Volume 8, Issue 3
Spring 2006

No Peace, No War: An Anthropology of Contemporary Armed Conflicts. Paul Richards, ed. Athens, OH: Ohio University Press, 2005. 214 pp.

At War’s End: Building Peace After Civil Conflict. Roland Paris. Cambridge: Cambridge University Press, 2004. 290 pp.

No Peace, No War and At War’s End probe the nature of armed hostilities while paying close attention to their social context and process. It should be noted that despite their different methodologies and perspectives, both tomes speak simultaneously to scholars and practitioners of peacebuilding, and to others interested in the challenges of managing civil violence. In spite of the similarity of topics and their general treatment of the issues at hand, this review discusses each book in turn in order to better accentuate their import and potential.

Paul Richards’ edited volume is the product of a research project on the anthropology of violent conflict. A comparative analysis of the chapters in this collection illustrate that the intent of the investigation is the unpacking of the concepts of war and peace from the load of meanings deposited on them by security experts and international relations scholars. The point of departure for the contributors is debunking the dominant media perception that rogue states and terrorist networks are causes rather than symptoms of the volatility of international life. In its execution of this objective No Peace, No War adopts the conceptual tool-kit of anthropological research. Consequently, such a novel take on the issue of contemporary armed conflicts makes possible a number of important conjectures on the relationship between war and peace.

The collection challenges its readers to think about war (and also peace) as aspects of social processes and not merely as the outcomes of a set of causes. This proposition is particularly pertinent to the post-Cold War conflicts, the overwhelming majority of which occurred within and not between states.  Richards’ volume locates such wars within the social context that nurtures them. This allows conflict to be conceptualized as “something made through social action, and something that can be moderated through social action rather than viewing it as so exceptional as to require ‘special’ explanatory effort” (p. 3). The utility of this argument is advanced in eleven essays on societies vulnerable to or affected by war. The following section concentrates on the treatment of the “African” cases, as they are likely of greater interest to the readers of this journal.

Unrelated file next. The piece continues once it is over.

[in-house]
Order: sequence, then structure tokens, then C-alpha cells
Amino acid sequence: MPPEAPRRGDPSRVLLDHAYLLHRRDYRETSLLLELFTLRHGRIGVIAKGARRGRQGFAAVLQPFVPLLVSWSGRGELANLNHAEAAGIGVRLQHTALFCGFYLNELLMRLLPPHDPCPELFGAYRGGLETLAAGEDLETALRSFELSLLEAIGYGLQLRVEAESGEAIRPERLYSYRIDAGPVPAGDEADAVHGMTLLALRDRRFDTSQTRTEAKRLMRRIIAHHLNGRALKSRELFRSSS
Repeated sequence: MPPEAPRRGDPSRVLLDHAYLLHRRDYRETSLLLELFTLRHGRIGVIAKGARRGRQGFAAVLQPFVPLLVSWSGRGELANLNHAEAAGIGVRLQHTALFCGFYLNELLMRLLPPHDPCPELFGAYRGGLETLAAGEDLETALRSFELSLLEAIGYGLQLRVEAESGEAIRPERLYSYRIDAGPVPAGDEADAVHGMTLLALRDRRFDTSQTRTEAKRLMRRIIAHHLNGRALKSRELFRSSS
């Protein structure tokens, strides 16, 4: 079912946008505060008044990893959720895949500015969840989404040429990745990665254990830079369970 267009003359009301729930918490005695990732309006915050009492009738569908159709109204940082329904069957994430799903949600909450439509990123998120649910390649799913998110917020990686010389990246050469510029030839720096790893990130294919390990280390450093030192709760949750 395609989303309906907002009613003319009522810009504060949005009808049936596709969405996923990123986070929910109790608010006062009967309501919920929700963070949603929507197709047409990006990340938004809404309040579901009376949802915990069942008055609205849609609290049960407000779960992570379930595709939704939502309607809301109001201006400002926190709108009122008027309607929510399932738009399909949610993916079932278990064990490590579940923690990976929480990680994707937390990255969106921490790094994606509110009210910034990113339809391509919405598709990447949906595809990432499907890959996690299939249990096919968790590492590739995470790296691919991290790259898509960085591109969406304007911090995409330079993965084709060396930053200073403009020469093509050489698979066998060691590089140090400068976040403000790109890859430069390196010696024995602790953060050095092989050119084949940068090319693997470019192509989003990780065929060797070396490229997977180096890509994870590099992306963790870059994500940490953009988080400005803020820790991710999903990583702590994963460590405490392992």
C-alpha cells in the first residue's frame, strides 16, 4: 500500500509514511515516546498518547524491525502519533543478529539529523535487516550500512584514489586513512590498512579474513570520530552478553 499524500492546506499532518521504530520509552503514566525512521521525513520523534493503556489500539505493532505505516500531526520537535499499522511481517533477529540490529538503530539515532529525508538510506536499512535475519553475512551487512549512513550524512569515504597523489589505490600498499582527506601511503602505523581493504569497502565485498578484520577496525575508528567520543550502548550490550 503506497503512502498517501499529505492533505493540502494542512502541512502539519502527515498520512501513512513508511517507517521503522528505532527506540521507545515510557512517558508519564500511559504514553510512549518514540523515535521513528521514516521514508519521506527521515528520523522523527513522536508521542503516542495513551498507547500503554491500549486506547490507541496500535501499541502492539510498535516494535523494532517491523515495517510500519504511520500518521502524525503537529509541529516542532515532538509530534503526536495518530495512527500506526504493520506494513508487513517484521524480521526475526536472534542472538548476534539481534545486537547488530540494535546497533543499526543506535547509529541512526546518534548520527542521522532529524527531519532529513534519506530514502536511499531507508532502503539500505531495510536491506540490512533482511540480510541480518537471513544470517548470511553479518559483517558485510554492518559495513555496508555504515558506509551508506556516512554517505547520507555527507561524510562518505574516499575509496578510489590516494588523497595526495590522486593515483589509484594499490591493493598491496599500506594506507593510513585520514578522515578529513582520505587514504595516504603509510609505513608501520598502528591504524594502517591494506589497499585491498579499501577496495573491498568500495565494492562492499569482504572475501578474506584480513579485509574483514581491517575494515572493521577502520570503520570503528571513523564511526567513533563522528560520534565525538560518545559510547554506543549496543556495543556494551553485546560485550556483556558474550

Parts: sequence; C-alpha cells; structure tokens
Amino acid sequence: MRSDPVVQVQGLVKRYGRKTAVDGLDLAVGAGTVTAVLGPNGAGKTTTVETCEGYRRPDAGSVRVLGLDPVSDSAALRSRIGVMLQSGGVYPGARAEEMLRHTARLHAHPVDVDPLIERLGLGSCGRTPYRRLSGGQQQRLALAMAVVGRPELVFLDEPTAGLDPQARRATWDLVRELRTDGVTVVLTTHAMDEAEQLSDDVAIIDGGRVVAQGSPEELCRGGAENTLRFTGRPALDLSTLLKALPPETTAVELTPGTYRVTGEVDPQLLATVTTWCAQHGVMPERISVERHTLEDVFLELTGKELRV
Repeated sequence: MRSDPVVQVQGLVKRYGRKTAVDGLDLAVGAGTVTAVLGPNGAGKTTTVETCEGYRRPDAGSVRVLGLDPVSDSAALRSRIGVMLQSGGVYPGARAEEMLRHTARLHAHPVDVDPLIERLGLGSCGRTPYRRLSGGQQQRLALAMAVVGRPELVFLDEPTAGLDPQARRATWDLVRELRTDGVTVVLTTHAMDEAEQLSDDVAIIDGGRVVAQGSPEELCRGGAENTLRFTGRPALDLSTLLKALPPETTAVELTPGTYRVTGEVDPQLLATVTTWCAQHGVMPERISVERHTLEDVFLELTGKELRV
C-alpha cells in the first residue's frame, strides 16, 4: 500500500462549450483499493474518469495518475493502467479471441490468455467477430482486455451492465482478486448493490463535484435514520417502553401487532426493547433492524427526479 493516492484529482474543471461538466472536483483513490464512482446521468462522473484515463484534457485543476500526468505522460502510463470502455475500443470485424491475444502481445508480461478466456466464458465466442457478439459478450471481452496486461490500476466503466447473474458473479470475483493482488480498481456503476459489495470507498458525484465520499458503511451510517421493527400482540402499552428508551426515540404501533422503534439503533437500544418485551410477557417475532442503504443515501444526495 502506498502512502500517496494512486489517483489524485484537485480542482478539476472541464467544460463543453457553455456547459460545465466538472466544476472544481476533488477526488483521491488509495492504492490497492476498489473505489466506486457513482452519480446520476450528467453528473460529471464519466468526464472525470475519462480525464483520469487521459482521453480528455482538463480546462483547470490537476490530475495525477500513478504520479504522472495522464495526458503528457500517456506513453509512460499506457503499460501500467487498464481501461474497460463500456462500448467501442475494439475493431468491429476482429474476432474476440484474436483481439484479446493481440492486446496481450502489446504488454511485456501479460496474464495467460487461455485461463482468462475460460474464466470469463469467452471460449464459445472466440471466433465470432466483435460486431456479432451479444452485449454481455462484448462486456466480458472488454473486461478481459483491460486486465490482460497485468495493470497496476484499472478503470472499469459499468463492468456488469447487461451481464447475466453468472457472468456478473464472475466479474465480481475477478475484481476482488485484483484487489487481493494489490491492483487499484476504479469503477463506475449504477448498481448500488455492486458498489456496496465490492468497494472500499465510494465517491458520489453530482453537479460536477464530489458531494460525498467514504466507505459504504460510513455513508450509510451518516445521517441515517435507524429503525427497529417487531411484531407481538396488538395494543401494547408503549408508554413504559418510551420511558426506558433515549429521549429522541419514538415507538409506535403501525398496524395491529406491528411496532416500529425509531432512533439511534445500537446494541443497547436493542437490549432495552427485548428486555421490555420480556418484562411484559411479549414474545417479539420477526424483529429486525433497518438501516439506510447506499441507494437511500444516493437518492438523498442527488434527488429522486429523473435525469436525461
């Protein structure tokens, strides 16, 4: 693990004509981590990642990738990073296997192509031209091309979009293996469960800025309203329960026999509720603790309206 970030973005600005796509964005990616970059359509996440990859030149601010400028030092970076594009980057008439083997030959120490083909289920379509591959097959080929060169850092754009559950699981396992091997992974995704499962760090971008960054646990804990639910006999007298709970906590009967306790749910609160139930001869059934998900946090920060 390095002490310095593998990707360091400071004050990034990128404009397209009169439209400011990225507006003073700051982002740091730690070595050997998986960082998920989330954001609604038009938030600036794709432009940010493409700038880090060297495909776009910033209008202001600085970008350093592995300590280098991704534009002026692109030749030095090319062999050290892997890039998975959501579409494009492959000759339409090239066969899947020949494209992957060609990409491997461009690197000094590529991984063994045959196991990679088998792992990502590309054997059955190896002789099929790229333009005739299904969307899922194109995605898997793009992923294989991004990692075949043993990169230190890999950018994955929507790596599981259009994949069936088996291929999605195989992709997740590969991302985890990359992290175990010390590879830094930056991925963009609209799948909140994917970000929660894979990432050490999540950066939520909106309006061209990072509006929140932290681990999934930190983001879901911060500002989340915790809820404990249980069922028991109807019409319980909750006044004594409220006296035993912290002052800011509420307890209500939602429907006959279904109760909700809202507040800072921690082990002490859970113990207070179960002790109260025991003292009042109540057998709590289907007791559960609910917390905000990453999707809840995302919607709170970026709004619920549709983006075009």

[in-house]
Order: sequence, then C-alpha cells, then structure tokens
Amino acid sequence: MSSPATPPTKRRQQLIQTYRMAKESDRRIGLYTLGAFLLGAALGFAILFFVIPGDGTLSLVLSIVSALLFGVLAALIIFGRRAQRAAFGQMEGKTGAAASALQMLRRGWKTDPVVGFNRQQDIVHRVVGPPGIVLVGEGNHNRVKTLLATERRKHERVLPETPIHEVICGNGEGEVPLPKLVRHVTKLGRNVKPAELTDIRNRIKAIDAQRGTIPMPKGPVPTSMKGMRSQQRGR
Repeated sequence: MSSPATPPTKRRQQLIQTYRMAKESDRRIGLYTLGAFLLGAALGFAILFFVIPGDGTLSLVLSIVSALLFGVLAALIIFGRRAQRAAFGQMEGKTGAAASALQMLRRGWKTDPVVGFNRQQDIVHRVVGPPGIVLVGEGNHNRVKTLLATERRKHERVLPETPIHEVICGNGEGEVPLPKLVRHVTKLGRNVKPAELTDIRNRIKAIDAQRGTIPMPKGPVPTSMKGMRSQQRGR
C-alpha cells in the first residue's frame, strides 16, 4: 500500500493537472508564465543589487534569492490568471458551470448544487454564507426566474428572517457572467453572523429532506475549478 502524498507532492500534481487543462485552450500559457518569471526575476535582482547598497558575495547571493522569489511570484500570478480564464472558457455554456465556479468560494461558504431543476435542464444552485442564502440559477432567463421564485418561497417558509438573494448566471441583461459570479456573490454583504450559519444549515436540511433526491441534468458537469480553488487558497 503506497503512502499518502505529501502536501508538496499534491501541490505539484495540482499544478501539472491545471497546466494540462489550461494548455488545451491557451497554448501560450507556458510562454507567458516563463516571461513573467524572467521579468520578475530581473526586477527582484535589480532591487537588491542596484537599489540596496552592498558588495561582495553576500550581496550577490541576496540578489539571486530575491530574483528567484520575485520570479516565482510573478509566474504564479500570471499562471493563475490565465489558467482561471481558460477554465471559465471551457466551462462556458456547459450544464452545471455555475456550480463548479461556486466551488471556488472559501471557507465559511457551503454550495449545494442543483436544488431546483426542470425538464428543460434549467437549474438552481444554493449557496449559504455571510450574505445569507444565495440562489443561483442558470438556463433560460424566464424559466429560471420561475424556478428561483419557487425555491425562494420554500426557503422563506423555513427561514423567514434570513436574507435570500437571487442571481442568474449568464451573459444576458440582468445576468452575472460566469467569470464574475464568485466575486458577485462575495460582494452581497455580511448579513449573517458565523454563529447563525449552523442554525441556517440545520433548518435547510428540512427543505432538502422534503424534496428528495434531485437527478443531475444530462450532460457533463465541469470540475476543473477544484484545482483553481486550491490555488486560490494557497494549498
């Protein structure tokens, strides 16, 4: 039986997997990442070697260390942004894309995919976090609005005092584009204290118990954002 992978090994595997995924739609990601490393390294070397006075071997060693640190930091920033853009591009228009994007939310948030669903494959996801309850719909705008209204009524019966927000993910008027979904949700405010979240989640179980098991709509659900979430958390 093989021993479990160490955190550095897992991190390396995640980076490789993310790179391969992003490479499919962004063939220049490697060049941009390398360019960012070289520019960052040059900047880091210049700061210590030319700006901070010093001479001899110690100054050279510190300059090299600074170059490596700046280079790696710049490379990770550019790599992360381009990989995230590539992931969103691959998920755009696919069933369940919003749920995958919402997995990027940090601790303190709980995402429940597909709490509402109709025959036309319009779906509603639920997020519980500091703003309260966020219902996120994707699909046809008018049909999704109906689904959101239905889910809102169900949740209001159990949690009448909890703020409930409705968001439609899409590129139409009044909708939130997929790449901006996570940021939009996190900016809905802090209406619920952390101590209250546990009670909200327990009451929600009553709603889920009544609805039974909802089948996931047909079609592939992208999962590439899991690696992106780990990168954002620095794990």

In this context, one should admire Sten Hagberg’s perspicacious treatment of the volatile inter-ethnic peace in Burkina Faso. In an investigation which seeks to explain the persistence of the uneasy peace in the country, Hagberg draws attention away from the part played by the central authorities and external actors and instead focuses on the role of local administrations. He points that it is the functioning of local bureaucracy (sustained by regular payments of salaries) more than anything else that keeps the lid on civil unrest in the country. Hagberg’s analysis contributes to the emerging literature linking post-Cold War civil conflicts (not only in Africa) to the breakdown of local administrations and in particular “the subsequent corruption of local dispute-resolution procedures” (p. 55). This point dovetails with Sverker Finnström’s treatment of the conflict in Northern Uganda. Finnström embarks on a socio-linguistic examination, which he terms “knowing by engagements” (p. 98) of the interactive cultural and political practice of interpretation and counter-interpretation of the conflict by the various protagonists. The processes of marginalization due to the malfunctioning of state-institutions are at the heart of Caspar Fithen’s and Paul Richards’ study of the conflict in Sierra Leone. The authors emphasize the “operational failure of traditional group solidarities” (p. 117). The dissolution of these traditional social relationships in the country leads them to suggest the emergence of competing affinities organized around cultures of violence. The analysis of this chapter, however, could have greatly benefited from a comparison with similar studies of the wars in former Yugoslavia, which link the levels of violence to the ruin of social hierarchies. The difficulty to rebuild social solidarities is reiterated by Mats Utas in his chapter on the reintegration of Liberia’s child-soldiers. Utas, like Finnström, emphasizes the importance of knowing and engaging the social environment in the process of peacebuilding. A similar argument is advanced by Bjorn Lindgren in his essay on political violence in Zimbabwe. The thrust of his thesis is that conflicts never really end, but continue to live in the memories of violence and the reality of dislocation. Therefore, Lindgren points that sustainable peace projects require attention to the social accommodation of these experiences. Yet, despite the enlightened approach of these essays all of them pale in comparison with the closing exploration by the late Bernhard Helander on the long and complex war in Somalia. During the 1990s the country has become a poignant symbol for both political scientists and representatives of international institutions. Helander suggests that the failure of the peacebuilding initiatives in the country is due to their objective to resuscitate the state institutions so that peace can flourish. As the provocative title of his essay “Who Needs a State” suggests, Helander revisits the practices of local stateless societies by considering the delivery of social services in Northeast Somalia. In this respect, he makes an important contribution not only to understanding the process and context of modern conflict, but also adds to the growing literature on post-Westphalian statehood.